Pennsylvania No-Fault Car Insurance Laws #primary #insurance

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Pennsylvania No-Fault Car Insurance Laws

An in-depth look at car insurance laws in Pennsylvania, including the state’s “choice no-fault” system and insurance coverage requirements.

This article offers a quick introduction to car insurance laws and regulations in Pennsylvania. We’ll look at Pennsylvania’s “no-fault” insurance system and the kinds of insurance coverage that drivers are required to carry under Pennsylvania law. If you’re looking for more general information on the legal rules related to auto accidents in Pennsylvania, you’ll find it in our companion article Car Accident Laws in Pennsylvania .

Pennsylvania is a “Choice No Fault” Car Insurance State

Pennsylvania is one of a dozen states (plus the District of Columbia) that uses a “no-fault” system when it comes to financial responsibility for injuries after a car accident. In a no-fault state, a driver usually turns to his or her own insurance policy to get compensation for injuries up to the personal injury protection (PIP) limit, regardless of who was at fault for the accident.

Another wrinkle in Pennsylvania is that drivers have the option of choosing between no-fault insurance and traditional insurance coverage. Going the traditional coverage route means that all options are on the table after a car accident. You can sue the at-fault driver, but you’re also opening yourself up to a lawsuit if you’re to blame for the accident.

If drivers choose no-fault, a liability claim or lawsuit against the other driver can still proceed, but only if the accident involved “serious injury” under state law, which usually means something more than soft tissue injury — and even head injuries don’t tend to qualify unless they’re pretty significant. “Serious injury” in Pennsylvania typically requires serious impairment of a body function or permanent and serious disfigurement, according to recent court decisions in the state.

Keep in mind that the no-fault rules only apply to personal injury; if you have suffered property damage as a result of the accident, the at-fault driver can still be on the financial hook for those losses.

Minimum Car Insurance Requirements in Pennsylvania

Pennsylvania requires that any operator of a motor vehicle maintain certain minimum amounts of liability insurance on that vehicle. Pennsylvania’s minimum coverage amounts are:

  • $15,000 (per person) personal injury protection for third parties (passengers, other motorists, pedestrians, etc.)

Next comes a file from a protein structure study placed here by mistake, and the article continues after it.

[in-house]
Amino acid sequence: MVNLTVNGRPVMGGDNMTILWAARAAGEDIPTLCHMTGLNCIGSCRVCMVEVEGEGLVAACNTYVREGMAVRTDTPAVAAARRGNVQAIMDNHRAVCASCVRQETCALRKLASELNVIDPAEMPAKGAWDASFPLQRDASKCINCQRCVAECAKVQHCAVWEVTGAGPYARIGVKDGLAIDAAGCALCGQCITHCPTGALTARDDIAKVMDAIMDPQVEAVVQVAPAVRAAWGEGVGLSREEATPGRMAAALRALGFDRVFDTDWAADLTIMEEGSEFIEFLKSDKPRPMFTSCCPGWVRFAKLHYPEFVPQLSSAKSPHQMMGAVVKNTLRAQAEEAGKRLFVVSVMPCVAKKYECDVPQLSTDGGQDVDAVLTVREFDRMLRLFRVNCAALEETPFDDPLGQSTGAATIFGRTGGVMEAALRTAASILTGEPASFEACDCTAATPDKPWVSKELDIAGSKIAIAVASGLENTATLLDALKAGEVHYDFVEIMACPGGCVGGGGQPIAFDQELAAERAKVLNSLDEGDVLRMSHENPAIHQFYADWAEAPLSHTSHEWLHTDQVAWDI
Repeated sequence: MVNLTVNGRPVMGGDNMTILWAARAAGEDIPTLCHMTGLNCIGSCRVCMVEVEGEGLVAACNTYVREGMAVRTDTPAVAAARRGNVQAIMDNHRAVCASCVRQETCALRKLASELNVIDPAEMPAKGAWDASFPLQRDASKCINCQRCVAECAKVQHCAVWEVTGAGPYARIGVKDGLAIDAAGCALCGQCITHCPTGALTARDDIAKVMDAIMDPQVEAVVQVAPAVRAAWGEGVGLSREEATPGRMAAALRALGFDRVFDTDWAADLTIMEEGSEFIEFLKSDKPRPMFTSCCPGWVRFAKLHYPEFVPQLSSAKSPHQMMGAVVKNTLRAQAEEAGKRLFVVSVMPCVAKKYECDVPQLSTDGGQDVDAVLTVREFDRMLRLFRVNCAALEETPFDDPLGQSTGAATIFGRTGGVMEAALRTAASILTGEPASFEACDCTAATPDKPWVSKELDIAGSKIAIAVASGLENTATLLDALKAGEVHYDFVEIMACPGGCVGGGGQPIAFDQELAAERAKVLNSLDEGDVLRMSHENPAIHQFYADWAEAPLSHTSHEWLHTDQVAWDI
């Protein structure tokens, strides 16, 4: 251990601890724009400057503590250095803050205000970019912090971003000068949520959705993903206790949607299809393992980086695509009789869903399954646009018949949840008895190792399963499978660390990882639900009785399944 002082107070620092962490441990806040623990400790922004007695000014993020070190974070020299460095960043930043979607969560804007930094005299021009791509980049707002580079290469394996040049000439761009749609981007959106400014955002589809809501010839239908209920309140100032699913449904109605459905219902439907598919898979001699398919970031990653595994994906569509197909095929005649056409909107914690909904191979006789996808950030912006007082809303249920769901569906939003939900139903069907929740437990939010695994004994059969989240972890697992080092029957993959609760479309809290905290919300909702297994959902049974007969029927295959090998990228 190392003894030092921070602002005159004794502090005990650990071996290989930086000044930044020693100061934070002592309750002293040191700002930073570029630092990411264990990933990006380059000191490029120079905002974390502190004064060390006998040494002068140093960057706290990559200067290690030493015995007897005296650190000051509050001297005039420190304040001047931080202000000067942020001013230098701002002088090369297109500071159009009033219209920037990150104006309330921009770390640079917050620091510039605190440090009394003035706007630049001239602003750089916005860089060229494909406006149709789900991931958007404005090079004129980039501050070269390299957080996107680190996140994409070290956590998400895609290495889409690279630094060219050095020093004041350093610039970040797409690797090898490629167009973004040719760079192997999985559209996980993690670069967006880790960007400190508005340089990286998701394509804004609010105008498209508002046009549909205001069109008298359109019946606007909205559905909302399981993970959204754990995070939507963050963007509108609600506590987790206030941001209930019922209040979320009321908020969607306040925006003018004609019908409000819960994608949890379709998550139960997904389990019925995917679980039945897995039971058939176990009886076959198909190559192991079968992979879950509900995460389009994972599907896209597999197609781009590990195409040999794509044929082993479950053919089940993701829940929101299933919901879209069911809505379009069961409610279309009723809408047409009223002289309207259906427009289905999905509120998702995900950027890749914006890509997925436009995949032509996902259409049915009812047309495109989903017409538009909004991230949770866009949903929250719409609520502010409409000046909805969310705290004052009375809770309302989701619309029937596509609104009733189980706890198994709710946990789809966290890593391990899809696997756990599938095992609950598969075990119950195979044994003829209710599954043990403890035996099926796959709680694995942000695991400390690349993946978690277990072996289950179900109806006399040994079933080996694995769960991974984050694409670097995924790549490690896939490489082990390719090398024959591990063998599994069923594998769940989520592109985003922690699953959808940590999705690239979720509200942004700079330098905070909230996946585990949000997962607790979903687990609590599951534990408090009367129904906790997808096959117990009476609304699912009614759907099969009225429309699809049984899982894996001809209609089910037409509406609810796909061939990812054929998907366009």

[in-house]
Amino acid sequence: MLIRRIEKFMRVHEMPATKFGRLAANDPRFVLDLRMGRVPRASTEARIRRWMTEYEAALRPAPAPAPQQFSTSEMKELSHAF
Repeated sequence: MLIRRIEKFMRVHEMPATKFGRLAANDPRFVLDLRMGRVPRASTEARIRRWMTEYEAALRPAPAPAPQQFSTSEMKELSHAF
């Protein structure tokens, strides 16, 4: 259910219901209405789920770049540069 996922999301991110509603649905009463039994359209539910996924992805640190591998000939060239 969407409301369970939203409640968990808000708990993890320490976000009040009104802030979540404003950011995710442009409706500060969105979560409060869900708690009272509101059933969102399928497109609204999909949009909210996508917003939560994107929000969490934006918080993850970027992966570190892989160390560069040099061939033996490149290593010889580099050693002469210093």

• $30,000 total per accident personal injury protection for third parties (other motorists and pedestrians)
  • $5,000 per occurrence property damage protection
  • $5,000 in no-fault PIP coverage

In addition, the state also accepts certain all-purpose policies with a minimum of $35,000 total coverage.

While these are the minimum amounts of auto coverage required under Pennsylvania law, you should strongly consider carrying a policy with higher limits.  If you are held liable after an accident and the damages exceed the other party’s PIP limits and the coverage limits of your policy (not all that far-fetched a scenario if you’ve only met Pennsylvania’s relatively low minimum requirements), then you may be personally liable for paying the difference.

Uninsured/Underinsured Motorist Coverage in PA

Pennsylvania does not require that motorists purchase uninsured or underinsured motorist coverage (UIM). UIM is a supplemental feature of your policy that provides protection if you are injured in an accident where the at-fault driver either has no auto insurance at all, or their policy is insufficient to cover your damages. For example, if you have $30,000 in damages above the PIP limit and the other driver carries only the state minimum coverage of $25,000, then your UIM will kick in to pick up the remaining $5,000.

Getting More Information

For more information on Pennsylvania’s motor vehicle insurance requirements straight from the government, see the Pennsylvania Insurance Department’s  Automobile Insurance Guide .

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